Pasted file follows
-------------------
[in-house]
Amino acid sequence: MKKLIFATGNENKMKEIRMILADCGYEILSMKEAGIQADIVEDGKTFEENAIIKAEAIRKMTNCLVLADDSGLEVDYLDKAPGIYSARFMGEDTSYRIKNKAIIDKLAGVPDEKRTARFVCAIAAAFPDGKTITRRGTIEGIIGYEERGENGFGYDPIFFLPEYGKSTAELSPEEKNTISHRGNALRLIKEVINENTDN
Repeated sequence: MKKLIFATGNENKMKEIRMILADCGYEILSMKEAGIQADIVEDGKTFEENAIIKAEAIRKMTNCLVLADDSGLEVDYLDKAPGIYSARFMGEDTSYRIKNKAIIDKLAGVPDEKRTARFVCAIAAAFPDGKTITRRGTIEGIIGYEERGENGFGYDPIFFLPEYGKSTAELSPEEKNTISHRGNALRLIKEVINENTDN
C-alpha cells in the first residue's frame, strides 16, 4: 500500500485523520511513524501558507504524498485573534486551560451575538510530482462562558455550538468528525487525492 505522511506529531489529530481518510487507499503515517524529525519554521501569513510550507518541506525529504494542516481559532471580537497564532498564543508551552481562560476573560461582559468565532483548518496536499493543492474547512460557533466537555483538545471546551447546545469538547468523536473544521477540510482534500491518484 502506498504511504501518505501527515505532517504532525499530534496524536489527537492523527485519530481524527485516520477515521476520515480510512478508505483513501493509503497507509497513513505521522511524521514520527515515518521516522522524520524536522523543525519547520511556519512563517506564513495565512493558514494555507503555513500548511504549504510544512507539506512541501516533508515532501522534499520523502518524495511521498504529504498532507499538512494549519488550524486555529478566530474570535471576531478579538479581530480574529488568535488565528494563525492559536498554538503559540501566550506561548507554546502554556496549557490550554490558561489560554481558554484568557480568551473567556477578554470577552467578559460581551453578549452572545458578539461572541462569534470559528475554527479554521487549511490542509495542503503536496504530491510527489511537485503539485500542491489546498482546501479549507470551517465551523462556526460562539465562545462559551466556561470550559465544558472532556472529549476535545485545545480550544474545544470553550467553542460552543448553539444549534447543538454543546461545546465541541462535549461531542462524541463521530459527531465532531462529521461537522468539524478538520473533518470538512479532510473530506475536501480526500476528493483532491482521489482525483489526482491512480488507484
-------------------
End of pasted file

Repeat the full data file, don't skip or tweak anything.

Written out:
[in-house]
Amino acid sequence: MKKLIFATGNENKMKEIRMILADCGYEILSMKEAGIQADIVEDGKTFEENAIIKAEAIRKMTNCLVLADDSGLEVDYLDKAPGIYSARFMGEDTSYRIKNKAIIDKLAGVPDEKRTARFVCAIAAAFPDGKTITRRGTIEGIIGYEERGENGFGYDPIFFLPEYGKSTAELSPEEKNTISHRGNALRLIKEVINENTDN
Repeated sequence: MKKLIFATGNENKMKEIRMILADCGYEILSMKEAGIQADIVEDGKTFEENAIIKAEAIRKMTNCLVLADDSGLEVDYLDKAPGIYSARFMGEDTSYRIKNKAIIDKLAGVPDEKRTARFVCAIAAAFPDGKTITRRGTIEGIIGYEERGENGFGYDPIFFLPEYGKSTAELSPEEKNTISHRGNALRLIKEVINENTDN
C-alpha cells in the first residue's frame, strides 16, 4: 500500500485523520511513524501558507504524498485573534486551560451575538510530482462562558455550538468528525487525492 505522511506529531489529530481518510487507499503515517524529525519554521501569513510550507518541506525529504494542516481559532471580537497564532498564543508551552481562560476573560461582559468565532483548518496536499493543492474547512460557533466537555483538545471546551447546545469538547468523536473544521477540510482534500491518484 502506498504511504501518505501527515505532517504532525499530534496524536489527537492523527485519530481524527485516520477515521476520515480510512478508505483513501493509503497507509497513513505521522511524521514520527515515518521516522522524520524536522523543525519547520511556519512563517506564513495565512493558514494555507503555513500548511504549504510544512507539506512541501516533508515532501522534499520523502518524495511521498504529504498532507499538512494549519488550524486555529478566530474570535471576531478579538479581530480574529488568535488565528494563525492559536498554538503559540501566550506561548507554546502554556496549557490550554490558561489560554481558554484568557480568551473567556477578554470577552467578559460581551453578549452572545458578539461572541462569534470559528475554527479554521487549511490542509495542503503536496504530491510527489511537485503539485500542491489546498482546501479549507470551517465551523462556526460562539465562545462559551466556561470550559465544558472532556472529549476535545485545545480550544474545544470553550467553542460552543448553539444549534447543538454543546461545546465541541462535549461531542462524541463521530459527531465532531462529521461537522468539524478538520473533518470538512479532510473530506475536501480526500476528493483532491482521489482525483489526482491512480488507484